July 23, 2020

November 16, 2021

The Most Common Questions About Buying a Home

Buying a home can feel like a real maze to navigate. Contracts, negotiations, paperwork — there are so many moving parts to keep track of. Of course, this is why you work with a knowledgeable and reliable real estate agent. It never hurts to do a little homework yourself, though. But where do you even start? We’ve gathered some of the most common questions we get about buying a home, along with our expert answers.

The 6 Most Common Questions About Buying a Home

1. What’s the First Step?

While you might already be out house-hunting, there’s something else you should handle first: getting pre-approved for a mortgage. There are a couple of reasons why.

First of all, you won’t know what kind of home you can afford until you know roughly how much a lender is willing to give you. That right there is going to narrow down potential homes.

Secondly, your loan estimate is going to help determine your down payment and closing costs.

It might not feel as fun or romantic as shopping for your dream home, but getting pre-approved for a mortgage is a necessary first step.

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2. How Much Do You Pay Your Real Estate Agent When Buying a Home?

Here’s an answer you’re going to love: You’ll pay very little, if anything at all. Here’s why.

You have your real estate agent as a buyer. Similarly, the person selling their home has their own real estate agent. The seller’s agent will charge them a fee to represent them, list and market their property, and bring potential buyers to their front door. When they sell the home to you, your real estate agent will split the listing fee with the buyer’s agent. That’s how they get paid for their work.

Therefore, when you’re buying a home, you don’t personally pay your real estate agent. They’re essentially doing their job for you, free of charge.

3. How Much Should I Save Up for a Down Payment?

The rule of thumb has historically been to save 20% of the home’s total purchase price for a down payment. Is this still a good rule of thumb? Yes and no. Yes, because you’ll immediately own more of the home and pay less in interest, fees, and monthly mortgage payments. Furthermore, you’ll pay off your mortgage sooner. It also shows the lender that you have a reliable source of cash flow/income.

However, is 20% mandatory? No.

These days, you can purchase a home for way less. For instance, you can put as little as 3.5% down on a home, if you’ve secured a loan through the U.S. Federal Housing Administration.

This is a huge relief to aspiring homeowners because 20% can be incredibly daunting. So, know that you can put up a much smaller down payment. However, we still recommend that you strive for something higher, simply because it’s in your best interest financially.

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4. Can I Buy a Home If My Credit Score Isn’t Great?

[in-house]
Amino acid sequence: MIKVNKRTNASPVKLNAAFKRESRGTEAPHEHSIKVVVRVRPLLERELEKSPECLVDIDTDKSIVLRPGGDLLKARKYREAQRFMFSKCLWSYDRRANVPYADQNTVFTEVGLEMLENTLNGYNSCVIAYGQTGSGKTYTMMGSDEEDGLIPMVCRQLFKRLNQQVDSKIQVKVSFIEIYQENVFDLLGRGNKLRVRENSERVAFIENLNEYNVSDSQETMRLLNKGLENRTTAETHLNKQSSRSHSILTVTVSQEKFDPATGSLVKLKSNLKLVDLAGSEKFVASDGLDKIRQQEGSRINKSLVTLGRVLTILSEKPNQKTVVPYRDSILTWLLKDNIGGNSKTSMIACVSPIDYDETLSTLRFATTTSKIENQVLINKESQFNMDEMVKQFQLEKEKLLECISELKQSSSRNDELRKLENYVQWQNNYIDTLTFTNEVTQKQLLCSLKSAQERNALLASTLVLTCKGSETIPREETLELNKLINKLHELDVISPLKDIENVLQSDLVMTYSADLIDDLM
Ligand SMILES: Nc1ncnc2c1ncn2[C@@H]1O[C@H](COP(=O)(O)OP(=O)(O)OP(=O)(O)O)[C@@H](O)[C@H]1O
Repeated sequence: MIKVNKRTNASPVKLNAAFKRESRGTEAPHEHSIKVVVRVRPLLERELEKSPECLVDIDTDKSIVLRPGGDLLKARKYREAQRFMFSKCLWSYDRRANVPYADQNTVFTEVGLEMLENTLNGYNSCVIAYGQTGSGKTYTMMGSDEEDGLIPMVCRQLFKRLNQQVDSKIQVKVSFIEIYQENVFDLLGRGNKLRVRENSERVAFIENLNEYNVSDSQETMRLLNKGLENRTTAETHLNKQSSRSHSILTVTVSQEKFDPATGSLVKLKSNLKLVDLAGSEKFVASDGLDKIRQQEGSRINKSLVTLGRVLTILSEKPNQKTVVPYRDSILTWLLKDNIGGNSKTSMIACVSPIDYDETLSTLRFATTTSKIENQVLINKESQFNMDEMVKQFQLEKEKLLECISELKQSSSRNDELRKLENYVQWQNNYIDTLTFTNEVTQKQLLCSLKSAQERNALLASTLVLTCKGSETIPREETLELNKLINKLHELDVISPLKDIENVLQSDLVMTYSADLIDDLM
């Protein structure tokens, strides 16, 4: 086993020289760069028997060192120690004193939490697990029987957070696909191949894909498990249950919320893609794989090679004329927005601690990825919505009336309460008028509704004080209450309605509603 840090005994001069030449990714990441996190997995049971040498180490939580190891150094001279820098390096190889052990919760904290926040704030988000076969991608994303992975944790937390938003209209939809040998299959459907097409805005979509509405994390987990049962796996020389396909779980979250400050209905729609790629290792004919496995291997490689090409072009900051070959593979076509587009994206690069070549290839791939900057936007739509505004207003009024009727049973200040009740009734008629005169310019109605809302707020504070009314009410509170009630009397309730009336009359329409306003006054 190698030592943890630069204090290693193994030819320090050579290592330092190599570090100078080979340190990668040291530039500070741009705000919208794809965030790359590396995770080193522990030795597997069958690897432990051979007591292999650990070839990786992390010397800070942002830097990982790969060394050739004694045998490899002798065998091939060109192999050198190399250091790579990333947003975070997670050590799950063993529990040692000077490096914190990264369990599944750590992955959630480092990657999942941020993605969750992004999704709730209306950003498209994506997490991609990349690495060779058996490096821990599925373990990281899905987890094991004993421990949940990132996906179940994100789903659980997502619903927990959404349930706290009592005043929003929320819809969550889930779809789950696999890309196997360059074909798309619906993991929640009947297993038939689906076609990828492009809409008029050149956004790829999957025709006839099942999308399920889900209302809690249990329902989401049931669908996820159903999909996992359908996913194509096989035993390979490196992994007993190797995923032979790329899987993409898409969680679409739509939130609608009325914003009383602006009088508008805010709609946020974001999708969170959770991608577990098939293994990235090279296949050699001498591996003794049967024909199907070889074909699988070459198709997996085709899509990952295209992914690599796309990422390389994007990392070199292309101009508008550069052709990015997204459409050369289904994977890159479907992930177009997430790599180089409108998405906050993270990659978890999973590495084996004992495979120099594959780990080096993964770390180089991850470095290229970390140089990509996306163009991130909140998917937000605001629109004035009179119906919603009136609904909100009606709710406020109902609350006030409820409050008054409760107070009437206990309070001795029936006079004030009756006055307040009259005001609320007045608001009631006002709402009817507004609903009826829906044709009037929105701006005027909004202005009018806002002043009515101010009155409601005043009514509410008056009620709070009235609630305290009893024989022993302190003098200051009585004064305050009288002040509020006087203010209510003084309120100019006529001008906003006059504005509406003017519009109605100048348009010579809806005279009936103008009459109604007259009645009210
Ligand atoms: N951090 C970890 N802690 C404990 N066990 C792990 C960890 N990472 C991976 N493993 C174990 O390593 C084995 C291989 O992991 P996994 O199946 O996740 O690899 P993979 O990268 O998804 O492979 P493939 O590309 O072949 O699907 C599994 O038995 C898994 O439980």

Like the previous point about down payments, this one evolves over time, largely due to changing loan requirements.

Obviously, the higher your credit score, the better. But what does that mean, exactly? Very generally speaking, a score of 670 or higher is considered good. However, you can buy a home even if your score is lower. In fact, some lenders will still give you a loan even if your credit score is dipping into the 500s.

Do we encourage you to do this? Well, it depends on the reason why your credit score is so low. For example, an individual unable to keep up with mounting credit card debt might not be in the best place financially to buy a home. If you’re not sure where you stand, talk to a financial expert you trust. Your loan officer can also help you understand what you need in order to responsibly qualify for a loan.

The point, though, is that you don’t have to have perfect credit to buy a home. Lenders offer a variety of plans so that you can find something that meets your needs.

5. Would Renting Be Better?

Buying vs renting is a long-standing debate. Both have their own unique pros and cons, and what’s best for one person might be the wrong move for the next.

If you’re looking for something that costs less upfront and which you ultimately aren’t responsible for, renting can offer that. However, if you’d like a home you can invest in and totally call your own, buying a home has never been more doable than it is today. Also bear in mind that depending on where you live, buying a house might actually end up being cheaper than renting! You have more control over your property and can walk away with an awesome return on your investment.

All of this is going to depend on your goals, interests, and current financial situation. Buying a home understandably feels like a scary commitment. In many cases, though, it’s the right call.\

6. Do I Really Need a Real Estate Agent?

This is an easy one. Yes, yes, and yes again.

The process might seem simple, but there are too many things that can go wrong if you don’t have the guidance of an experienced professional. Your real estate agent will handle negotiations, make sure you’re protected, guide you through the paperwork, and will generally prioritize your well-being. They know things and have access to information and resources that other people don’t.

Can you buy a home on your own? Sure. But why take any risks when you can count on someone else to handle all the details for you — at no charge to you, no less?

A qualified real estate agent truly is the backbone of the home-buying experience, especially if you’re moving out of state. We know that choosing one can be hard. There are so many options, and a lot of agents look the same.

At The Brendan King Group, we like to let our testimonials speak for us. Ready to find your dream home? Contact us today and tell us what you’re looking for. We’re happy to help.